4 Types of Twins

  • By: Maya
  • Date: March 31, 2022
  • Time to read: 2 min.

Twin births are on the rise in the United States. According to a report by the Centers for Disease Control and Prevention, the number of twin births has increased by more than 43% since 1990. The main reasons for this increase are unknown, but may be related to improved healthcare and fertility treatments. Twin births are often considered successful, but there are some risks associated with them, including high rates of early delivery and low birthweight babies. Let’s dive into the different types of twins.

Identical (Monozygotic) Twins:

These twins share the same DNA and look exactly alike. Identical (Monozygotic) twins are rare – only about 1 in every 150 pregnancies results in them. This means that for every 100 pregnancies, there is only one pair of identical twins. These twins share 50% of their DNA. For example, if one twin is a brother and the other is a sister, they would have shared half of their DNA.

Fraternal (Dizygotic) Twins:

These twins are born from two different eggs and look different from each other. Fraternal (Dizygotic) twins are more common than identical twins. About 25% of all twin births are fraternal. This means that for every 100 pregnancies, there is at least one pair of fraternal twins. These twins share 50 inger of their DNA.

Mirror Twins:

At first glance, mirror twins seem to be exact copies of one another. But upon closer inspection, they often have differentiating features that set them apart from one another. Mirror twins often share a personality trait or two, but they also have their own individual quirks that make them unique individuals. Mirror twins are fascinating creatures and offer a unique perspective on human behavior.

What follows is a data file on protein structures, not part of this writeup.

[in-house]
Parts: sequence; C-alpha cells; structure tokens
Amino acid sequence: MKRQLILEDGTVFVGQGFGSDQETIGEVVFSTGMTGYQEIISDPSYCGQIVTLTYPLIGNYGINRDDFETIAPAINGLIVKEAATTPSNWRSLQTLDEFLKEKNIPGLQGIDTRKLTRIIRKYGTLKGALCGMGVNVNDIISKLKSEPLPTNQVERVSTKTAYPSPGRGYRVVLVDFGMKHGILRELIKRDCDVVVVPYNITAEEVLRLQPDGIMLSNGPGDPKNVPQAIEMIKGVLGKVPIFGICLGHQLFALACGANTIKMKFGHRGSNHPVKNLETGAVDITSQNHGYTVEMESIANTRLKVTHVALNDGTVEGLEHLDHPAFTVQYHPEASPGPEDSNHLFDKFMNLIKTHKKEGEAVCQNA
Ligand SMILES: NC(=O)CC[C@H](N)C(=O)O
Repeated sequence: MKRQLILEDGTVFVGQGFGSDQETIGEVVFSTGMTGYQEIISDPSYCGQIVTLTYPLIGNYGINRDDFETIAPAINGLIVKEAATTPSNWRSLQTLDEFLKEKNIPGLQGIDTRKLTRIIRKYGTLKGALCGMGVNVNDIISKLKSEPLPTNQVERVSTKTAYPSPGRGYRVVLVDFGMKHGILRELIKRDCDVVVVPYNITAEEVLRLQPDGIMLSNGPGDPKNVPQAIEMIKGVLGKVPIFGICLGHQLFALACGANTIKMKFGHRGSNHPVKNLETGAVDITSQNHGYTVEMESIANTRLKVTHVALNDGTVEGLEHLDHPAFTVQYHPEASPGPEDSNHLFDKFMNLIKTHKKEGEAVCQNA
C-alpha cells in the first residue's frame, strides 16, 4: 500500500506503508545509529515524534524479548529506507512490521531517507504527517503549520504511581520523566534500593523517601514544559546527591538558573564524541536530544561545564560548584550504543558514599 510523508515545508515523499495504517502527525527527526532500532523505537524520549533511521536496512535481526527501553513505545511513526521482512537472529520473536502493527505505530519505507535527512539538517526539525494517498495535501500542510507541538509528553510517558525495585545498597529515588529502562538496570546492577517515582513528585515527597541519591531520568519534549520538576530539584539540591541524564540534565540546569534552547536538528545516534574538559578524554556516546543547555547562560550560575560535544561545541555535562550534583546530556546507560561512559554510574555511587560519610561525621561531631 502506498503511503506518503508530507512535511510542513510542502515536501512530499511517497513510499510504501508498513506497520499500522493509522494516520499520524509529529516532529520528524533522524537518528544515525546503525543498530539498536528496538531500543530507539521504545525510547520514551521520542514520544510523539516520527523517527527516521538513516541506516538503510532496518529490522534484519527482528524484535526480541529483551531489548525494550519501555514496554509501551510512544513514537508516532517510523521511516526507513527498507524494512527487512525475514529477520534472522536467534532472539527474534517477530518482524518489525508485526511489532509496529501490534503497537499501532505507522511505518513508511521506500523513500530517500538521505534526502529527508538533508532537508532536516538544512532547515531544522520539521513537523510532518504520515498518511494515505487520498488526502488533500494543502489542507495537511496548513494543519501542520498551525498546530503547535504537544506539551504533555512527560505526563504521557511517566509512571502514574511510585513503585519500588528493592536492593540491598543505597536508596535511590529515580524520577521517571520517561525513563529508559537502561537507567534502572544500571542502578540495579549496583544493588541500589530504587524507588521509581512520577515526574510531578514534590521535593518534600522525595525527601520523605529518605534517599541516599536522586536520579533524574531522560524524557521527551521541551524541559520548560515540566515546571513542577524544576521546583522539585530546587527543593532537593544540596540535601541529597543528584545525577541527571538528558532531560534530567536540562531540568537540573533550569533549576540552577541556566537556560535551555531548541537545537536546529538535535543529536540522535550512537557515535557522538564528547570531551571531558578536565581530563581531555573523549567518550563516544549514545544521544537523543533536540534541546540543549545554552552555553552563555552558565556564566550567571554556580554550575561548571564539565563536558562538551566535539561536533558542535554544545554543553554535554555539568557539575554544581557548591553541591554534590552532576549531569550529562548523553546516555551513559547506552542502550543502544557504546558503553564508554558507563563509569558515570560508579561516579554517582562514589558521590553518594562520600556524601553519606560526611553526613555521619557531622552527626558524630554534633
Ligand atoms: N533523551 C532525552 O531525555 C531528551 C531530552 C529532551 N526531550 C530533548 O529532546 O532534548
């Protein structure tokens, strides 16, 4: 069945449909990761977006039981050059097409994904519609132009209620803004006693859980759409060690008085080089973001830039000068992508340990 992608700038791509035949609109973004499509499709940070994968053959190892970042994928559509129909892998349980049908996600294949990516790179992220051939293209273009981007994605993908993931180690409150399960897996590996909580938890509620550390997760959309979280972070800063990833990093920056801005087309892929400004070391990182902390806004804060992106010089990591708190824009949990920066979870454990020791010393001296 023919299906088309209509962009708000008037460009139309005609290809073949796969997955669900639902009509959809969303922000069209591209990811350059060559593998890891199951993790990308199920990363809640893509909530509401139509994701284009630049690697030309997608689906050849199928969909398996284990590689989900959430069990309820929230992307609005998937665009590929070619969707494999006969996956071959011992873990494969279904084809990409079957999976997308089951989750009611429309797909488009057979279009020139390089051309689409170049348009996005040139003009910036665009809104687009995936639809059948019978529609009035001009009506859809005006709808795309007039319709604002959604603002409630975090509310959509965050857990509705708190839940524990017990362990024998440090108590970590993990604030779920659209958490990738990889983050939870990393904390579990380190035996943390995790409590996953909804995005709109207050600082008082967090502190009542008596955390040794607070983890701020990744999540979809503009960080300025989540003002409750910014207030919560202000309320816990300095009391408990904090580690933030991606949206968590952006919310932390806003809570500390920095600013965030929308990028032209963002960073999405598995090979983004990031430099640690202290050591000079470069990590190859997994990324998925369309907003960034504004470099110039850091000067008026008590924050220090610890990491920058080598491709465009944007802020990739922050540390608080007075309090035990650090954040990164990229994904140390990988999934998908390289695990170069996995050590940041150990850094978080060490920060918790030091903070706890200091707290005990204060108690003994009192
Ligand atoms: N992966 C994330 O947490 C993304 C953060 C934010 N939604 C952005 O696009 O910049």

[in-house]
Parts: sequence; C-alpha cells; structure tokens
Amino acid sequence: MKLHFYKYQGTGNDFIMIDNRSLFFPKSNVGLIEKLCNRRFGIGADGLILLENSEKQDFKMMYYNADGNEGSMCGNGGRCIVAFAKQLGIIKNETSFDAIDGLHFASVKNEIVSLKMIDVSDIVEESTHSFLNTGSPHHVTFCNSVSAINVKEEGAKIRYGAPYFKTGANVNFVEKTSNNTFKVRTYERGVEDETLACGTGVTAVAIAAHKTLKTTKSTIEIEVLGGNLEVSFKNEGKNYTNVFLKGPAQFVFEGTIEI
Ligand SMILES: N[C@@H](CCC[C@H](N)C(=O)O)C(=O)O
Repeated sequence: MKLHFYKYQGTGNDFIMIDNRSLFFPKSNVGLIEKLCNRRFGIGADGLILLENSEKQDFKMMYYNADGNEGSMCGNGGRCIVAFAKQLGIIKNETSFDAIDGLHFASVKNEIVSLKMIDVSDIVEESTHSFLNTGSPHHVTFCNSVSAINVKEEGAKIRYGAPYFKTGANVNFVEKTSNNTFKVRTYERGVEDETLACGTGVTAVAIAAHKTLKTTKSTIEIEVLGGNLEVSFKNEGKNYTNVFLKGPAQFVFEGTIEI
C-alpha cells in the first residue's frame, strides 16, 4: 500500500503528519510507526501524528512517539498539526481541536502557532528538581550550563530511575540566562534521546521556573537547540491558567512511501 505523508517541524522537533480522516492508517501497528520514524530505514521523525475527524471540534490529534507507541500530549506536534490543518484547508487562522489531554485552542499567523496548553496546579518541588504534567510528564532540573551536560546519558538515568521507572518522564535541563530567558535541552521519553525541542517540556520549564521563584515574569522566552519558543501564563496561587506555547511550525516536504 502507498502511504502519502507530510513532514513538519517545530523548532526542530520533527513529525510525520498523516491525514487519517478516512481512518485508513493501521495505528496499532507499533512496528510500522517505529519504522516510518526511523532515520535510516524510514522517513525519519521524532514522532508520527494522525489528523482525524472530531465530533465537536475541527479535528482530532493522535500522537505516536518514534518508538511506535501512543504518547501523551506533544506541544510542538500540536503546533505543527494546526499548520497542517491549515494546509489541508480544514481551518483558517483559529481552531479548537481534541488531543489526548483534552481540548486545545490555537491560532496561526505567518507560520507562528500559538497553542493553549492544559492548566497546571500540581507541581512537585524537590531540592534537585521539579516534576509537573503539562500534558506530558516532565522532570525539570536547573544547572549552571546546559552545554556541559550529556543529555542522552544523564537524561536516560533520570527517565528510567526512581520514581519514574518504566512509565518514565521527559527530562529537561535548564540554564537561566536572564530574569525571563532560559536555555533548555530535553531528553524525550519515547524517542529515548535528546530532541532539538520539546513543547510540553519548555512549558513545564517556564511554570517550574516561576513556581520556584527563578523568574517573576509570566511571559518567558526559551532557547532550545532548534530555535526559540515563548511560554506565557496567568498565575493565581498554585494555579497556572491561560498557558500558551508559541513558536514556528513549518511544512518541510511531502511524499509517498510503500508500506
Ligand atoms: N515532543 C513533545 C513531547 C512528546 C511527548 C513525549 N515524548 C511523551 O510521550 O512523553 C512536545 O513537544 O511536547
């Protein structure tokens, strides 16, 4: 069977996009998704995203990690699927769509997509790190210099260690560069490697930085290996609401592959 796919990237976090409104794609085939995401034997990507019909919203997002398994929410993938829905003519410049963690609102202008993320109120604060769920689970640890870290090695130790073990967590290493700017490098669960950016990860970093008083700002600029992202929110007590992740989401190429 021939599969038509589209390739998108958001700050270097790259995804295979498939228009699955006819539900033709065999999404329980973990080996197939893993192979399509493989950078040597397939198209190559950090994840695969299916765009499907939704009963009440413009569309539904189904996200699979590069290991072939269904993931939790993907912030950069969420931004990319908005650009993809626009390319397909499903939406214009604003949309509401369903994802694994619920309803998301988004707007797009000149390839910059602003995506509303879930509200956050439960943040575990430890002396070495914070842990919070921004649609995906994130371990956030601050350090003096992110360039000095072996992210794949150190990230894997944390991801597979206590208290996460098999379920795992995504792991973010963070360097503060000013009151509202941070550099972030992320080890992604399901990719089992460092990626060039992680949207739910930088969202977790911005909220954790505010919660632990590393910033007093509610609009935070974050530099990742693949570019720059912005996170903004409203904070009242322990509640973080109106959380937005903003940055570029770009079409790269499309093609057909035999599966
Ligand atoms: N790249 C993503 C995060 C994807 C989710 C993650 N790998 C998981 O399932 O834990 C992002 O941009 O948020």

Conjoined Twins:

There is no one answer to the question of what it’s like to be conjoined twins. Each twin’s experience is unique and filled with its own set of challenges. Some people may find the close proximity comforting, while others may feel trapped and suffocated. Regardless, these two people are forever linked and share one body. There’s no escaping your twin or their emotions – they’re always there, waiting to surround you and pull you under. 

Conjoined twins are born when an embryo splits in two prematurely, leaving the organs attached but not fused together. This can happen for a variety of reasons including genetic abnormalities or traumatic birth injuries. The twins usually share a single heart, liver, intestines, bladder and sometimes even a liver and kidney. They also have similar blood types and share most of their bones – making surgery difficult if not impossible.

In conclusion, there are four types of twins: monozygotic, dizygotic, conjoined, and mirror. Monozygotic twins develop from a single fertilized egg that splits in two, while dizygotic twins develop from two different eggs. Conjoined twins share a single body, while mirror twins are identical but their personalities are opposite. Each type of twin has its own unique set of characteristics.

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